It has always been my belief that everyone has a right to live. Now I am asked to send my husband off with my blessing to destroy the lives of other men. Do you think this is right?

I am afraid that when it is a question of either destroying someone else or being destroyed, there is very little choice for most of us, and those of us who believe that people have a right to live until they die from natural causes must work for peace between wars, because, once war starts, our natural instinct for self-preservation is going to make all of us fight.


Why is it that movie stars enter the armed forces as commissioned officers when unknown boys have to enter as privates?

Very few people today are commissioned until they have done their three months of basic training, whether they are movie stars or anything else. If a man shows qualities or has done something in the past which makes it possible for him to render more service as a commissioned officer, whether he is a movie star or someone whom no one has ever heard of before, he will be commissioned.


Why are able-bodied young-men school teachers permitted to remain in the schoolroom when our country so desperately needs men in war production plants?

Has it ever occurred to you that our country is going to need educated people desperately in the next generation, and that schoolteachers doing their jobs well are more valuable to the future of the country than the next men in any war plant?


Why are farm boys still being called into the armed services after having been told they were essential and were to be deferred?

The Tydings Amendment states that a man must be found to be a necessary man regularly engaged in agricultural occupation for whom no replacement is available. If the replacement becomes available—such as an older brother's release from the Army—then the boy becomes subject to the draft. If a boy has just a small acreage and his production is not much more than enough to live on, he isn't considered a necessary man in agriculture. A man, for instance, might have five sons, and three sons could do the work on the farm, so the others would be subject to draft. The deferment did not amount to a blanket deferment.


Why have men who are over thirty-eight years of age and who have remained in the United States been discharged from the Army, while those over thirty-eight who are on foreign soil are not being discharged?

The War Department says that enlisted men overseas who are over thirty-eight may be discharged under the same conditions as those in this country, except the enlisted men overseas will not be released unless a suitable trained replacement is present and available. It would be up to the overseas commander to decide whether a suitable trained replacement was available.


Can you tell me if a soldier can take away the allotment from his wife without a good cause where there is a baby on the way?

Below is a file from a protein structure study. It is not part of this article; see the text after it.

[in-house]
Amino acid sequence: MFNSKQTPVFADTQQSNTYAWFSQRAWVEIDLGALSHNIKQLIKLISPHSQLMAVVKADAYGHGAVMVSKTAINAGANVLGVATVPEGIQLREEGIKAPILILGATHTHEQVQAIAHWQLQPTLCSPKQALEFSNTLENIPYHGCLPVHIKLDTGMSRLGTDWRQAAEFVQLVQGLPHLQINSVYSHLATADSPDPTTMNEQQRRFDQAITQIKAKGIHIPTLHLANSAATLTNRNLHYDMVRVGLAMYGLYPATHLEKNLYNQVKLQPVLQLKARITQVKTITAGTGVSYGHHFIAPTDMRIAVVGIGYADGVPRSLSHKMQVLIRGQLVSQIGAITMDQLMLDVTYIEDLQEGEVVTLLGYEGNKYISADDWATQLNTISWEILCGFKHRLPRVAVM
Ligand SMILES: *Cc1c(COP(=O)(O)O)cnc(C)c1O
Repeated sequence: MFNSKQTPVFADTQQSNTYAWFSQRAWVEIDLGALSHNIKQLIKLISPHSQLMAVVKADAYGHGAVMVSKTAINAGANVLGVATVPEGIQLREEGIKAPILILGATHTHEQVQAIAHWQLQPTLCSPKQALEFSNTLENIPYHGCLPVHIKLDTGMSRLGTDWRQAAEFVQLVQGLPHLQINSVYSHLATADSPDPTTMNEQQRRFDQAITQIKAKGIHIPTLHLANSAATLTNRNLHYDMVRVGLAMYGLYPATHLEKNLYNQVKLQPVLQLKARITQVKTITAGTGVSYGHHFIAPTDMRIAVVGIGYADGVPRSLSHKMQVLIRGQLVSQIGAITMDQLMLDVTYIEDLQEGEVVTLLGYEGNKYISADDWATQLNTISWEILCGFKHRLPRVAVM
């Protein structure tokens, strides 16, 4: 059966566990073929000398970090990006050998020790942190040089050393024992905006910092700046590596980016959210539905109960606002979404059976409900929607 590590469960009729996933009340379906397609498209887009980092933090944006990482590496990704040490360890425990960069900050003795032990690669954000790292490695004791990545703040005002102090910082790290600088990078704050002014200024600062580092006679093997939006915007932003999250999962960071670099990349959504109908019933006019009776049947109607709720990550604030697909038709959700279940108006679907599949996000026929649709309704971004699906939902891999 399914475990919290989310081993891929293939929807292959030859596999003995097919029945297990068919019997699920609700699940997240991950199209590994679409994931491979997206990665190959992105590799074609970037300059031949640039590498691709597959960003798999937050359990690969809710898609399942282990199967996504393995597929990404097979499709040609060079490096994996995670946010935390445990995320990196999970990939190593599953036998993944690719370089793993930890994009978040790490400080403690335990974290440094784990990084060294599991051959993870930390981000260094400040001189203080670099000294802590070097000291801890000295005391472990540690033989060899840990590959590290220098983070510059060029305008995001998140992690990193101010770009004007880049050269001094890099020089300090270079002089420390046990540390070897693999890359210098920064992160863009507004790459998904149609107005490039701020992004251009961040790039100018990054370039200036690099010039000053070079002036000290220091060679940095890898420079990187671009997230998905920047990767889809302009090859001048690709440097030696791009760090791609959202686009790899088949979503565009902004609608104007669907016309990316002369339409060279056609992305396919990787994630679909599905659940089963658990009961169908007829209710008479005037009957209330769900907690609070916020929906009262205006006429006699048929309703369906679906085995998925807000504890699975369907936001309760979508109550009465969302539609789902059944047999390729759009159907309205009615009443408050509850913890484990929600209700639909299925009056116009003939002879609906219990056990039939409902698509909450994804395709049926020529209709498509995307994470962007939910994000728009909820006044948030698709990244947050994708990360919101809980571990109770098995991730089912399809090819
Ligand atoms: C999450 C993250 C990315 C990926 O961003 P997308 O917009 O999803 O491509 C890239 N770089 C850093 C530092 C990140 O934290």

Under the Service Men's Dependency Allowance Act, the soldier is required to contribute $22 a month to his wife. That is called Class F deduction. The Government contributes $28 in the case of a wife alone, and proportionate amounts above that for each child. The soldier has nothing to say about it and can't prevent the wife from getting it. A soldier may, of course, make an allotment of an additional amount of his pay over the $22. The $22 is taken out, but anything extra he allots is entirely up to him, and this extra amount is purely voluntary on his part and can be stopped at any time he wishes to stop it.


Why shouldn't people who eat their meals at restaurants have to turn in their ration books?

I imagine you mean why don't people have to turn in their points, instead of their ration books, to restaurants. The chief reason why this ruling was not put in the original ration order was mainly that they were unable to develop the administrative procedure for doing it. The OPA has been studying the possibility of such a system, but working it out is a difficult matter, and thus far they have not been able to find a system which they think would be entirely satisfactory.

The restaurants in Great Britain do not require their patrons to pay points for the same reason, and because they felt that such a small percentage of the people ate in restaurants. Their system of government restaurants was inaugurated to supplement their very limited rations.

< Previous Column 1943 Next Column >

About this document

If You Ask Me, November 1943

Roosevelt, Eleanor, 1884-1962
[ ERPP bio | VIAF | WorldCat | DPLA | SNAC ]

Ladies' Home Journal, volume 60, November 1943

Digital edition created by The Eleanor Roosevelt Papers Project

Digital edition published 2014, 2016 by
The Eleanor Roosevelt Papers Project
The George Washington University
Old Main Building, Suite 406
1951 F Street, NW
Washington, DC